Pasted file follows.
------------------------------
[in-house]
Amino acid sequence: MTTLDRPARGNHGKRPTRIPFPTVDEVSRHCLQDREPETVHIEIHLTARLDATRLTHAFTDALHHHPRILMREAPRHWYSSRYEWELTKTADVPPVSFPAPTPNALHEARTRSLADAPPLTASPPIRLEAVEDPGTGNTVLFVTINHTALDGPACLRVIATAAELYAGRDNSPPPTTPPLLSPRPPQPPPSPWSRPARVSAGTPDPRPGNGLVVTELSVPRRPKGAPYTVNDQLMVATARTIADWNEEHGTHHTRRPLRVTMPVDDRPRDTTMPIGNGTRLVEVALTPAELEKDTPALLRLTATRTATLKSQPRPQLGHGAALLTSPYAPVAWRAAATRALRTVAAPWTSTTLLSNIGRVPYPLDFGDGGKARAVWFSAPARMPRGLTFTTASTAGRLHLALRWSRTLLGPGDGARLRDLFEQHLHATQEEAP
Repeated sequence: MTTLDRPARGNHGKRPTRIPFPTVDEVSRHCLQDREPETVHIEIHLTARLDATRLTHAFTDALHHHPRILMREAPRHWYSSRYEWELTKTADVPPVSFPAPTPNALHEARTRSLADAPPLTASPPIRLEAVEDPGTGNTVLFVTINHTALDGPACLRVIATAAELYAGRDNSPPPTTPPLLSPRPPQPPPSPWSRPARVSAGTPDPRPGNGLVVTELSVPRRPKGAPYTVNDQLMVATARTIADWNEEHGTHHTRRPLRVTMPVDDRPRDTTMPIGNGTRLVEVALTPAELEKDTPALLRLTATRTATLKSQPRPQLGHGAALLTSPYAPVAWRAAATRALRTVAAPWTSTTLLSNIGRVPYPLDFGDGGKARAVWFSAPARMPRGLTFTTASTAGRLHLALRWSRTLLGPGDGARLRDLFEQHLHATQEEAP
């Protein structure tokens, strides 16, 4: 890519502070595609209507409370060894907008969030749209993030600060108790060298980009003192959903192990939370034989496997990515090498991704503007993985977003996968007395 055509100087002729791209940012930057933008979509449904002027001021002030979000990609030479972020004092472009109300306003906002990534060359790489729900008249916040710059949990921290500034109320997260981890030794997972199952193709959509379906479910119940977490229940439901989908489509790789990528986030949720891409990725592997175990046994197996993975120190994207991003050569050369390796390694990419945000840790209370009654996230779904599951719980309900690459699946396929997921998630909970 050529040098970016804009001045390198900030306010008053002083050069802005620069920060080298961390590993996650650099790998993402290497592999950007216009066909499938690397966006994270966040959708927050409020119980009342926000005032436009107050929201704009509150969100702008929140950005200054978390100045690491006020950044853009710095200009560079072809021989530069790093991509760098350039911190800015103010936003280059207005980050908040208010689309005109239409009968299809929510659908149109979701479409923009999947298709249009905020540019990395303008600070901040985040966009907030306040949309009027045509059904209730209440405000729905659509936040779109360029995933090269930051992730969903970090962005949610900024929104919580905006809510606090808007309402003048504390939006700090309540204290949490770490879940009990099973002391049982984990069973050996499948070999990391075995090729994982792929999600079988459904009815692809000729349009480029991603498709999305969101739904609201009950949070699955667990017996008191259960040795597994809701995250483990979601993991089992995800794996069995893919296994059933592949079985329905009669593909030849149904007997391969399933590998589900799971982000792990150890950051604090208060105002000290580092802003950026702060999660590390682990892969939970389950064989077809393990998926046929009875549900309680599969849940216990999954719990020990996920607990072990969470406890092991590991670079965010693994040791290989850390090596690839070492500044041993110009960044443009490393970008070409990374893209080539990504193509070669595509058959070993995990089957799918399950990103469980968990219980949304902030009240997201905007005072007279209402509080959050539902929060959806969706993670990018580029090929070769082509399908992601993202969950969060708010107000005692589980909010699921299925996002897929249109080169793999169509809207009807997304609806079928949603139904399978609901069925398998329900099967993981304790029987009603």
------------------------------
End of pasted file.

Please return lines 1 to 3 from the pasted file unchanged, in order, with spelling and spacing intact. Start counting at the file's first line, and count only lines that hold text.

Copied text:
[in-house]
Amino acid sequence: MTTLDRPARGNHGKRPTRIPFPTVDEVSRHCLQDREPETVHIEIHLTARLDATRLTHAFTDALHHHPRILMREAPRHWYSSRYEWELTKTADVPPVSFPAPTPNALHEARTRSLADAPPLTASPPIRLEAVEDPGTGNTVLFVTINHTALDGPACLRVIATAAELYAGRDNSPPPTTPPLLSPRPPQPPPSPWSRPARVSAGTPDPRPGNGLVVTELSVPRRPKGAPYTVNDQLMVATARTIADWNEEHGTHHTRRPLRVTMPVDDRPRDTTMPIGNGTRLVEVALTPAELEKDTPALLRLTATRTATLKSQPRPQLGHGAALLTSPYAPVAWRAAATRALRTVAAPWTSTTLLSNIGRVPYPLDFGDGGKARAVWFSAPARMPRGLTFTTASTAGRLHLALRWSRTLLGPGDGARLRDLFEQHLHATQEEAP
Repeated sequence: MTTLDRPARGNHGKRPTRIPFPTVDEVSRHCLQDREPETVHIEIHLTARLDATRLTHAFTDALHHHPRILMREAPRHWYSSRYEWELTKTADVPPVSFPAPTPNALHEARTRSLADAPPLTASPPIRLEAVEDPGTGNTVLFVTINHTALDGPACLRVIATAAELYAGRDNSPPPTTPPLLSPRPPQPPPSPWSRPARVSAGTPDPRPGNGLVVTELSVPRRPKGAPYTVNDQLMVATARTIADWNEEHGTHHTRRPLRVTMPVDDRPRDTTMPIGNGTRLVEVALTPAELEKDTPALLRLTATRTATLKSQPRPQLGHGAALLTSPYAPVAWRAAATRALRTVAAPWTSTTLLSNIGRVPYPLDFGDGGKARAVWFSAPARMPRGLTFTTASTAGRLHLALRWSRTLLGPGDGARLRDLFEQHLHATQEEAP